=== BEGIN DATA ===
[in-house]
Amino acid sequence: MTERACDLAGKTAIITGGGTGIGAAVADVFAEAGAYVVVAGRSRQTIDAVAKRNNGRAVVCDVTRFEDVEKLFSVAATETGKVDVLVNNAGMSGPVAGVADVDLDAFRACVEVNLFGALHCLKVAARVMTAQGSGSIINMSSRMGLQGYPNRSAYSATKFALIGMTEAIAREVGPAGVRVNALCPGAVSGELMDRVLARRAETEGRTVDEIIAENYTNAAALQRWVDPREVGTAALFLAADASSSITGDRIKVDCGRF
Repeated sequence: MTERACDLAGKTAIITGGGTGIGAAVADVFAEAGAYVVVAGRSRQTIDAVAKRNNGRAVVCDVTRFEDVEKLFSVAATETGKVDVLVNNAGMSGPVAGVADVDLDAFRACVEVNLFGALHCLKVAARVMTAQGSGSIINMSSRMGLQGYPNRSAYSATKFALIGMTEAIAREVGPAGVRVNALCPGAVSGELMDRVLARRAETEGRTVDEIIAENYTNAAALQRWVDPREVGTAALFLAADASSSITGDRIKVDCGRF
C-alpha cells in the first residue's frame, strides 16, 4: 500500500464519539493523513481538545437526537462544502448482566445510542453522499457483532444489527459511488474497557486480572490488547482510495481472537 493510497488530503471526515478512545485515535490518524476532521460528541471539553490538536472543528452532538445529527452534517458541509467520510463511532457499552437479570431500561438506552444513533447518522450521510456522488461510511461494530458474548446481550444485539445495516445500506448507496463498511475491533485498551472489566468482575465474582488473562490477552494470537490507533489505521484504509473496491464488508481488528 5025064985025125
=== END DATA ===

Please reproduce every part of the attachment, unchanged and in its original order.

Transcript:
[in-house]
Amino acid sequence: MTERACDLAGKTAIITGGGTGIGAAVADVFAEAGAYVVVAGRSRQTIDAVAKRNNGRAVVCDVTRFEDVEKLFSVAATETGKVDVLVNNAGMSGPVAGVADVDLDAFRACVEVNLFGALHCLKVAARVMTAQGSGSIINMSSRMGLQGYPNRSAYSATKFALIGMTEAIAREVGPAGVRVNALCPGAVSGELMDRVLARRAETEGRTVDEIIAENYTNAAALQRWVDPREVGTAALFLAADASSSITGDRIKVDCGRF
Repeated sequence: MTERACDLAGKTAIITGGGTGIGAAVADVFAEAGAYVVVAGRSRQTIDAVAKRNNGRAVVCDVTRFEDVEKLFSVAATETGKVDVLVNNAGMSGPVAGVADVDLDAFRACVEVNLFGALHCLKVAARVMTAQGSGSIINMSSRMGLQGYPNRSAYSATKFALIGMTEAIAREVGPAGVRVNALCPGAVSGELMDRVLARRAETEGRTVDEIIAENYTNAAALQRWVDPREVGTAALFLAADASSSITGDRIKVDCGRF
C-alpha cells in the first residue's frame, strides 16, 4: 500500500464519539493523513481538545437526537462544502448482566445510542453522499457483532444489527459511488474497557486480572490488547482510495481472537 493510497488530503471526515478512545485515535490518524476532521460528541471539553490538536472543528452532538445529527452534517458541509467520510463511532457499552437479570431500561438506552444513533447518522450521510456522488461510511461494530458474548446481550444485539445495516445500506448507496463498511475491533485498551472489566468482575465474582488473562490477552494470537490507533489505521484504509473496491464488508481488528 5025064985025125